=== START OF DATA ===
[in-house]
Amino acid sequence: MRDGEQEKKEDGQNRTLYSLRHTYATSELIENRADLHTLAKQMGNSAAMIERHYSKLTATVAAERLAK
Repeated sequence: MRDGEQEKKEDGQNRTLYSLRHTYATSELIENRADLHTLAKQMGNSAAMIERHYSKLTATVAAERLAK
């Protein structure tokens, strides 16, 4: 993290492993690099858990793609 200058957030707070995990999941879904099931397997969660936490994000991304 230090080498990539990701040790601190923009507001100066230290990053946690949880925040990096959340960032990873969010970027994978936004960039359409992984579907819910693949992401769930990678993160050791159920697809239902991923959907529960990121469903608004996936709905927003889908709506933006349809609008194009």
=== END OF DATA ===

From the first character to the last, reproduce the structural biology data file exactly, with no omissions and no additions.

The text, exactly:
[in-house]
Amino acid sequence: MRDGEQEKKEDGQNRTLYSLRHTYATSELIENRADLHTLAKQMGNSAAMIERHYSKLTATVAAERLAK
Repeated sequence: MRDGEQEKKEDGQNRTLYSLRHTYATSELIENRADLHTLAKQMGNSAAMIERHYSKLTATVAAERLAK
């Protein structure tokens, strides 16, 4: 993290492993690099858990793609 200058957030707070995990999941879904099931397997969660936490994000991304 230090080498990539990701040790601190923009507001100066230290990053946690949880925040990096959340960032990873969010970027994978936004960039359409992984579907819910693949992401769930990678993160050791159920697809239902991923959907529960990121469903608004996936709905927003889908709506933006349809609008194009």